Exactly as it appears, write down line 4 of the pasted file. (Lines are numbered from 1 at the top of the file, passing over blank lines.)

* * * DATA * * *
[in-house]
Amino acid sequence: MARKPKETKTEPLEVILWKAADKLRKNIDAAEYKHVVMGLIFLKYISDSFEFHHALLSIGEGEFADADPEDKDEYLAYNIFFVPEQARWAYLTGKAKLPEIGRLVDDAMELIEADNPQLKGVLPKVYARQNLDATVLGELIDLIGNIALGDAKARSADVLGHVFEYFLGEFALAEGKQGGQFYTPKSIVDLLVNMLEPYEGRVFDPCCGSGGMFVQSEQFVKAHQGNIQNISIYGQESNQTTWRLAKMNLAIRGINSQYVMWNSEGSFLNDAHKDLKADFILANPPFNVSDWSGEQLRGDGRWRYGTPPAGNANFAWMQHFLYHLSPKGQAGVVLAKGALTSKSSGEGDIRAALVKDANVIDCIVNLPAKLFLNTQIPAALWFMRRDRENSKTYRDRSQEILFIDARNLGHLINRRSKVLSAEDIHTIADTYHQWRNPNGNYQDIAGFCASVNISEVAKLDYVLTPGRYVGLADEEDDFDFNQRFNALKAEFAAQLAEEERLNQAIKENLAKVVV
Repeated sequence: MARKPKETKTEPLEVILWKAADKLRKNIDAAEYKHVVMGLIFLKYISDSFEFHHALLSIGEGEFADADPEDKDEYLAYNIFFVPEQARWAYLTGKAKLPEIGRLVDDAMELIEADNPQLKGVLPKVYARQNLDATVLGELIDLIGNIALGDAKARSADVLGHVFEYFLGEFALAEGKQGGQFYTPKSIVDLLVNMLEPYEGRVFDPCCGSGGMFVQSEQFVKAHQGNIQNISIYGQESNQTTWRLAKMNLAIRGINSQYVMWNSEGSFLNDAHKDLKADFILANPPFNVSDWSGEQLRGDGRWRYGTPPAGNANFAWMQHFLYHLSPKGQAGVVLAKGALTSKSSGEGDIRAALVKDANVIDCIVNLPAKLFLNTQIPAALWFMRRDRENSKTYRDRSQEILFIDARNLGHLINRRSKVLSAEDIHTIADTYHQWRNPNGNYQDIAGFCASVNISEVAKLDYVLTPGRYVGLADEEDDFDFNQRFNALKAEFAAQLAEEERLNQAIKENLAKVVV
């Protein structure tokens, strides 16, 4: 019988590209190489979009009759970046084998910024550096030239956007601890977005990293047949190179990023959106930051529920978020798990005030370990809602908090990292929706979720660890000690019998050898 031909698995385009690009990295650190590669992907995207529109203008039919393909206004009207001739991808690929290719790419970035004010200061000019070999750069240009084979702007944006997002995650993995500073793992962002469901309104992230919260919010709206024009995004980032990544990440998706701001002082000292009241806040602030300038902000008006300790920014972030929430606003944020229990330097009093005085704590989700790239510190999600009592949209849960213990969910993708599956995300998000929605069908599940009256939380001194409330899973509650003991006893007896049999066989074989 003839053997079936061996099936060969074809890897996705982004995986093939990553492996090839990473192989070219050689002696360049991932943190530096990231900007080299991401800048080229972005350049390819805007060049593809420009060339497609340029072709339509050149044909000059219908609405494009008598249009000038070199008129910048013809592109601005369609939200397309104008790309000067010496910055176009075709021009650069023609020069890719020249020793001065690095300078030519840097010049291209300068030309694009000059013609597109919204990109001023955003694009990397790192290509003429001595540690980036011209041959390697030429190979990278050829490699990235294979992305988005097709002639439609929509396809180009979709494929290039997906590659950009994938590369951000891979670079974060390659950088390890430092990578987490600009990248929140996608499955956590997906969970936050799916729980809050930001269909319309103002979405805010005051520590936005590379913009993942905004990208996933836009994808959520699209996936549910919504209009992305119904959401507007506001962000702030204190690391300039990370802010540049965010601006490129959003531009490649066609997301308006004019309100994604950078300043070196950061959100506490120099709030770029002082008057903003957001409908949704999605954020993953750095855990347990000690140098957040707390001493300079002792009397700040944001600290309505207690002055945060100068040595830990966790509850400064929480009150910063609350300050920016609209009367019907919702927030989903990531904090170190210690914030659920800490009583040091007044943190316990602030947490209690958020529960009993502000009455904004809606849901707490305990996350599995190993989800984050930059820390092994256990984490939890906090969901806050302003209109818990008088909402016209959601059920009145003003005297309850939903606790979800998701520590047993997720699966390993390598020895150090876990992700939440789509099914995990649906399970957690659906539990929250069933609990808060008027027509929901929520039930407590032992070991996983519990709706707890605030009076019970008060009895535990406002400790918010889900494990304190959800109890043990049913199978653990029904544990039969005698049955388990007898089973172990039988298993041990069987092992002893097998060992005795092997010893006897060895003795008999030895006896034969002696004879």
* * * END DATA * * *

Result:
């Protein structure tokens, strides 16, 4: 019988590209190489979009009759970046084998910024550096030239956007601890977005990293047949190179990023959106930051529920978020798990005030370990809602908090990292929706979720660890000690019998050898 031909698995385009690009990295650190590669992907995207529109203008039919393909206004009207001739991808690929290719790419970035004010200061000019070999750069240009084979702007944006997002995650993995500073793992962002469901309104992230919260919010709206024009995004980032990544990440998706701001002082000292009241806040602030300038902000008006300790920014972030929430606003944020229990330097009093005085704590989700790239510190999600009592949209849960213990969910993708599956995300998000929605069908599940009256939380001194409330899973509650003991006893007896049999066989074989 003839053997079936061996099936060969074809890897996705982004995986093939990553492996090839990473192989070219050689002696360049991932943190530096990231900007080299991401800048080229972005350049390819805007060049593809420009060339497609340029072709339509050149044909000059219908609405494009008598249009000038070199008129910048013809592109601005369609939200397309104008790309000067010496910055176009075709021009650069023609020069890719020249020793001065690095300078030519840097010049291209300068030309694009000059013609597109919204990109001023955003694009990397790192290509003429001595540690980036011209041959390697030429190979990278050829490699990235294979992305988005097709002639439609929509396809180009979709494929290039997906590659950009994938590369951000891979670079974060390659950088390890430092990578987490600009990248929140996608499955956590997906969970936050799916729980809050930001269909319309103002979405805010005051520590936005590379913009993942905004990208996933836009994808959520699209996936549910919504209009992305119904959401507007506001962000702030204190690391300039990370802010540049965010601006490129959003531009490649066609997301308006004019309100994604950078300043070196950061959100506490120099709030770029002082008057903003957001409908949704999605954020993953750095855990347990000690140098957040707390001493300079002792009397700040944001600290309505207690002055945060100068040595830990966790509850400064929480009150910063609350300050920016609209009367019907919702927030989903990531904090170190210690914030659920800490009583040091007044943190316990602030947490209690958020529960009993502000009455904004809606849901707490305990996350599995190993989800984050930059820390092994256990984490939890906090969901806050302003209109818990008088909402016209959601059920009145003003005297309850939903606790979800998701520590047993997720699966390993390598020895150090876990992700939440789509099914995990649906399970957690659906539990929250069933609990808060008027027509929901929520039930407590032992070991996983519990709706707890605030009076019970008060009895535990406002400790918010889900494990304190959800109890043990049913199978653990029904544990039969005698049955388990007898089973172990039988298993041990069987092992002893097998060992005795092997010893006897060895003795008999030895006896034969002696004879």